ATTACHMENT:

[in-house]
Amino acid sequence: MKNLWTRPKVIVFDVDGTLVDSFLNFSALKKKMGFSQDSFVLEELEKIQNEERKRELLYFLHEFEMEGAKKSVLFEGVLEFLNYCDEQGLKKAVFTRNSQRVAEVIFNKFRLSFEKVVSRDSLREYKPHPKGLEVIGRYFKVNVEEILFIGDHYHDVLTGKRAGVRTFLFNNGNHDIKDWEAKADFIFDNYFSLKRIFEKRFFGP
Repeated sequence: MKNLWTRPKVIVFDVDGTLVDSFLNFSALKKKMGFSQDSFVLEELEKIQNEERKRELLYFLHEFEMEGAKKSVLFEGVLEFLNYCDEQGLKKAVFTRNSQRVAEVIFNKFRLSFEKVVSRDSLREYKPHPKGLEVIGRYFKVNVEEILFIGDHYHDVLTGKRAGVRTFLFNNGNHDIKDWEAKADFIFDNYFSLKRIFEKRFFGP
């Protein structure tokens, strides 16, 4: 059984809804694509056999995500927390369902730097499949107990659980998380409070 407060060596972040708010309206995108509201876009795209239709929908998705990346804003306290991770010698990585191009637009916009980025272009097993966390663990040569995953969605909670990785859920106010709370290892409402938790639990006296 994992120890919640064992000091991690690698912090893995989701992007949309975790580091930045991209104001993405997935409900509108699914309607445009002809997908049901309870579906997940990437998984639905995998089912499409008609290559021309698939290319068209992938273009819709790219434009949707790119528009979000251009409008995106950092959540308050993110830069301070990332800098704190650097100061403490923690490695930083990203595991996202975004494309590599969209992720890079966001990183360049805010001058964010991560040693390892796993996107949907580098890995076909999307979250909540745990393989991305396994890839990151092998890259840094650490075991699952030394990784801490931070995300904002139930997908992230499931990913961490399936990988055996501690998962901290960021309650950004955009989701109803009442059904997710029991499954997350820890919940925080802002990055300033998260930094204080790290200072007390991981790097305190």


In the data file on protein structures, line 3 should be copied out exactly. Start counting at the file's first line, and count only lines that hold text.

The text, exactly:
Repeated sequence: MKNLWTRPKVIVFDVDGTLVDSFLNFSALKKKMGFSQDSFVLEELEKIQNEERKRELLYFLHEFEMEGAKKSVLFEGVLEFLNYCDEQGLKKAVFTRNSQRVAEVIFNKFRLSFEKVVSRDSLREYKPHPKGLEVIGRYFKVNVEEILFIGDHYHDVLTGKRAGVRTFLFNNGNHDIKDWEAKADFIFDNYFSLKRIFEKRFFGP